Previous studies demonstrated a relationship between the degree of insulin resistance and plasma plasminogen activator inhibitor type-1 (PAI-1) levels. We aim at investigating the relationship between the degree of insulin resistance and plasma PAI-1 levels in aged subjects (n = 83) and in healthy centenarians (n = 42). In all subjects the degree of insulin resistance was assessed by HOMA method. Our data demonstrated that healthy centenarians have higher plasma PAI-1 levels (73.1 ± 13.9 vs 23.7 ± 14.7 ng/ml, P <0.001) and lower degree of insulin resistance (1.4 ± 0.5 vs 3.3 ± 1.3, P <0.001) than aged subjects. In aged subjects plasma PAI-1 levels correlated with the degree of insulin resistance (r = 0.61, P <0.001), fasting plasma triglycerides (r = 0.74, P <0.001) and age (r = 0.33, P <0.001). All such associations were lost in centenarians. Plasma PAI-1 Ag levels were also similar in aged subjects and centenarians even after categorization for PAI gene polymorphism. In multivariate analysis, a model made by age, sex, body mass index, fasting plasma triglycerides, HOMA and PAI-1 gene explained 65 and 50% of plasma PAI-1 level variations in aged subjects and centenarians, respectively. Nevertheless, HOMA (P <0.001) was significantly and independently associated with plasma PAI-1 levels only in aged subjects. In conclusion, our data demonstrates that in healthy centenarians, plasma PAI-1 were not associated with the degree of insulin resistance as in aged subjects. Frequency of PAI-1 genotype does not provide an explanation for such differences between aged subjects and centenarians.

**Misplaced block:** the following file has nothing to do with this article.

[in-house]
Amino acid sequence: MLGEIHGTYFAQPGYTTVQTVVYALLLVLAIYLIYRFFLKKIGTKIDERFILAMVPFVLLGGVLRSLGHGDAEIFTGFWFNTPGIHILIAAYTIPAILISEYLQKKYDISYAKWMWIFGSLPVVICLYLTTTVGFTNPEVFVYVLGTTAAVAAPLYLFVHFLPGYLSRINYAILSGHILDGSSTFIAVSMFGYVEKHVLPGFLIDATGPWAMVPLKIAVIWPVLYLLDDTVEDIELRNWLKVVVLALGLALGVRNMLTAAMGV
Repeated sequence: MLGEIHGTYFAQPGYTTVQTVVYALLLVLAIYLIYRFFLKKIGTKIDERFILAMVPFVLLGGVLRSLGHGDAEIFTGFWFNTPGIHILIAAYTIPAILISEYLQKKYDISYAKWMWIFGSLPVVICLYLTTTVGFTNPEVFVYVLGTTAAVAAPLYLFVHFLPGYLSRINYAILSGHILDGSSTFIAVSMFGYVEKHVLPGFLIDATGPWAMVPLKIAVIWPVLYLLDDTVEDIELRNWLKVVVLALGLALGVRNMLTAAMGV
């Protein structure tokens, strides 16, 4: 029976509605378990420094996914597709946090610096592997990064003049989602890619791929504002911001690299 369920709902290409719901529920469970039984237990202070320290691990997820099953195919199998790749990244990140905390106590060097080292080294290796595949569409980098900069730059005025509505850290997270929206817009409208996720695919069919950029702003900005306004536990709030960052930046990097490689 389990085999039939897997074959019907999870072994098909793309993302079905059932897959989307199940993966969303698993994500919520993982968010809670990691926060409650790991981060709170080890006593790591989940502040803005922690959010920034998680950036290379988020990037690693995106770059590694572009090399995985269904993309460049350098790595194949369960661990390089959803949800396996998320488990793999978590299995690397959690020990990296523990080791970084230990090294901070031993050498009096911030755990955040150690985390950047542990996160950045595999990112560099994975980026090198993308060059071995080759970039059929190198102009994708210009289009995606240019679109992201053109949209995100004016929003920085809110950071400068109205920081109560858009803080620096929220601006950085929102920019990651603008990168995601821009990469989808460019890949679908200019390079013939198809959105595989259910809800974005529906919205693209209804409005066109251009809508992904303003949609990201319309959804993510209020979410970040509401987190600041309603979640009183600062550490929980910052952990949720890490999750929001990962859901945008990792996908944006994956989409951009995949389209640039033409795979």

- Aged subjects
- Insulin resistance
- PAI-1 gene polymorphism
- Plasma plasminogen activator inhibitor type-1 levels
ASJC Scopus subject areas
- Cardiology and Cardiovascular Medicine